Article Text

Download PDFPDF
Original research
Targeted deep sequencing of DNA from multiple tissue types improves the diagnostic rate and reveals a highly diverse phenotype of mosaic neurofibromatosis type 2


Background Although 60% of patients with de novo neurofibromatosis type 2 (NF2) are presumed to have mosaic NF2, the actual diagnostic rate of this condition remains low at around 20% because of the existing difficulties in detecting NF2 variants with low variant allele frequency (VAF). Here, we examined the correlation between the genotype and phenotype of mosaic NF2 after improving the diagnostic rate of mosaic NF2.

Methods We performed targeted deep sequencing of 36 genes including NF2 using DNA samples from multiple tissues (blood, buccal mucosa, hair follicle and tumour) of 53 patients with de novo NF2 and elucidated their genotype–phenotype correlation.

Results Twenty-four patients (45.2%) had the NF2 germline variant, and 20 patients with NF2 (37.7%) had mosaic NF2. The mosaic NF2 phenotype was significantly different from that in patients with NF2 germline variant in terms of distribution of NF2-related disease, tumour growth rate and hearing outcome. The behaviour of schwannoma correlated to the extent of VAF with NF2 variant in normal tissues unlike meningioma.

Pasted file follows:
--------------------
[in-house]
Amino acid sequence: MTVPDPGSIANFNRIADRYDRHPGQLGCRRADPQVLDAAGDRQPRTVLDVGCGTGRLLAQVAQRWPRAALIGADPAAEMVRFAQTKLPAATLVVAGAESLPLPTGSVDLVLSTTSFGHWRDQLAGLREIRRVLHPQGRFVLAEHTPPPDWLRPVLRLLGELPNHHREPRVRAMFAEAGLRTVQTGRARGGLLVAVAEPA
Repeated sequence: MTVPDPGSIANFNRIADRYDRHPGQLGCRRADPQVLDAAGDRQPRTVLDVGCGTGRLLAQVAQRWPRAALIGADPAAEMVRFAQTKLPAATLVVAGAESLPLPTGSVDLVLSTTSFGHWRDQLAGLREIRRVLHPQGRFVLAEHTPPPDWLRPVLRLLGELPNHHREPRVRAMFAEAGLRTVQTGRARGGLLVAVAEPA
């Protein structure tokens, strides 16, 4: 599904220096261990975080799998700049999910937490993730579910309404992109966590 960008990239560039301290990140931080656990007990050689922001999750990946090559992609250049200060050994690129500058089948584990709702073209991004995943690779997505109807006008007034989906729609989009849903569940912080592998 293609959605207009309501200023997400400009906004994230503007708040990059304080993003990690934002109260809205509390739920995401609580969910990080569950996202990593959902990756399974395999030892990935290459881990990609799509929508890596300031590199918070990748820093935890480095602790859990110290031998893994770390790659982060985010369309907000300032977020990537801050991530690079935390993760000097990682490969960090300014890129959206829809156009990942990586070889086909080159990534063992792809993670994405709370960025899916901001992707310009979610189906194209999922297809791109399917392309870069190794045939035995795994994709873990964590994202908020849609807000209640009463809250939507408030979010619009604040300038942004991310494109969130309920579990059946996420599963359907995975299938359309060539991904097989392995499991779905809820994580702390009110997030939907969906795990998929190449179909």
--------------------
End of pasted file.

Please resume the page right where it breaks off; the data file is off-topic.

Conclusion We have improved the diagnostic rate of mosaic NF2 compared with that of previous studies by targeted deep sequencing of DNA from multiple tissues. Many atypical patients with NF2 diagnosed with ‘unilateral vestibular schwannoma’ or ‘multiple meningiomas’ presumably have mosaic NF2. Finally, we suggest that the highly diverse phenotype of NF2 could result not only from the type and location of NF2 variant but also the extent of VAF in the NF2 variant within normal tissue DNA.

  • neuromuscular disease
  • clinical genetics

Data availability statement

Data are available on reasonable request. The authors confirm that the data supporting the findings of this study will be shared by request from any qualified investigator.

Statistics from

Request Permissions

If you wish to reuse any or all of this article please use the link below which will take you to the Copyright Clearance Center’s RightsLink service. You will be able to get a quick price and instant permission to reuse the content in many different ways.